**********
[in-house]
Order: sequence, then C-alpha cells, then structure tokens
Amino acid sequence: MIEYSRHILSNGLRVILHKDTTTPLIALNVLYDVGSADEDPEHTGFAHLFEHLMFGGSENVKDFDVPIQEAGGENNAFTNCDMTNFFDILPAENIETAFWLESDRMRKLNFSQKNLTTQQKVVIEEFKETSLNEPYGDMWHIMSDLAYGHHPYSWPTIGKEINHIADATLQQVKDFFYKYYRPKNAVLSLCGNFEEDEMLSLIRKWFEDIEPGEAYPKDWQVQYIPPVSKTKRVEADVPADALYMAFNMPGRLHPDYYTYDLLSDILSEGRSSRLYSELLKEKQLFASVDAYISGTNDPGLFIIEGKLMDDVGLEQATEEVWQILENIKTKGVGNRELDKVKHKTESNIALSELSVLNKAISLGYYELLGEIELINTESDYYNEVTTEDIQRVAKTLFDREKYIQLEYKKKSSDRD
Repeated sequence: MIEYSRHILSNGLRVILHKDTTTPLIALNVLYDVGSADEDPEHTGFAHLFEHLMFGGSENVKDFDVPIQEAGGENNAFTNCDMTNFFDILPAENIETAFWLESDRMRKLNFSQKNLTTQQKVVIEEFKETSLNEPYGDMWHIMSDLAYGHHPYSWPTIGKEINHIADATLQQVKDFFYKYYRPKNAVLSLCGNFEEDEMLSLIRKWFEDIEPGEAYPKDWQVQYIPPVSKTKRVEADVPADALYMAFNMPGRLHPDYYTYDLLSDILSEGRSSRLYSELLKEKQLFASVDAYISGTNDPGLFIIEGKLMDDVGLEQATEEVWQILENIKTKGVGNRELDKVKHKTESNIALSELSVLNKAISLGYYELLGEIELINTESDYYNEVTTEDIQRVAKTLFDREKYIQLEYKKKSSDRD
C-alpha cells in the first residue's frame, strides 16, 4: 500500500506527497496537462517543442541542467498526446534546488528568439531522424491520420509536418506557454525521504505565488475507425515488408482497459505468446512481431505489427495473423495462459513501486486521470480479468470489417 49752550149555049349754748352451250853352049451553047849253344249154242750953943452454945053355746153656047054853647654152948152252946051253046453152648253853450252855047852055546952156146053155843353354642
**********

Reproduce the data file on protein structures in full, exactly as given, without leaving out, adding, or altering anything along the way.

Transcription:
[in-house]
Order: sequence, then C-alpha cells, then structure tokens
Amino acid sequence: MIEYSRHILSNGLRVILHKDTTTPLIALNVLYDVGSADEDPEHTGFAHLFEHLMFGGSENVKDFDVPIQEAGGENNAFTNCDMTNFFDILPAENIETAFWLESDRMRKLNFSQKNLTTQQKVVIEEFKETSLNEPYGDMWHIMSDLAYGHHPYSWPTIGKEINHIADATLQQVKDFFYKYYRPKNAVLSLCGNFEEDEMLSLIRKWFEDIEPGEAYPKDWQVQYIPPVSKTKRVEADVPADALYMAFNMPGRLHPDYYTYDLLSDILSEGRSSRLYSELLKEKQLFASVDAYISGTNDPGLFIIEGKLMDDVGLEQATEEVWQILENIKTKGVGNRELDKVKHKTESNIALSELSVLNKAISLGYYELLGEIELINTESDYYNEVTTEDIQRVAKTLFDREKYIQLEYKKKSSDRD
Repeated sequence: MIEYSRHILSNGLRVILHKDTTTPLIALNVLYDVGSADEDPEHTGFAHLFEHLMFGGSENVKDFDVPIQEAGGENNAFTNCDMTNFFDILPAENIETAFWLESDRMRKLNFSQKNLTTQQKVVIEEFKETSLNEPYGDMWHIMSDLAYGHHPYSWPTIGKEINHIADATLQQVKDFFYKYYRPKNAVLSLCGNFEEDEMLSLIRKWFEDIEPGEAYPKDWQVQYIPPVSKTKRVEADVPADALYMAFNMPGRLHPDYYTYDLLSDILSEGRSSRLYSELLKEKQLFASVDAYISGTNDPGLFIIEGKLMDDVGLEQATEEVWQILENIKTKGVGNRELDKVKHKTESNIALSELSVLNKAISLGYYELLGEIELINTESDYYNEVTTEDIQRVAKTLFDREKYIQLEYKKKSSDRD
C-alpha cells in the first residue's frame, strides 16, 4: 500500500506527497496537462517543442541542467498526446534546488528568439531522424491520420509536418506557454525521504505565488475507425515488408482497459505468446512481431505489427495473423495462459513501486486521470480479468470489417 49752550149555049349754748352451250853352049451553047849253344249154242750953943452454945053355746153656047054853647654152948152252946051253046453152648253853450252855047852055546952156146053155843353354642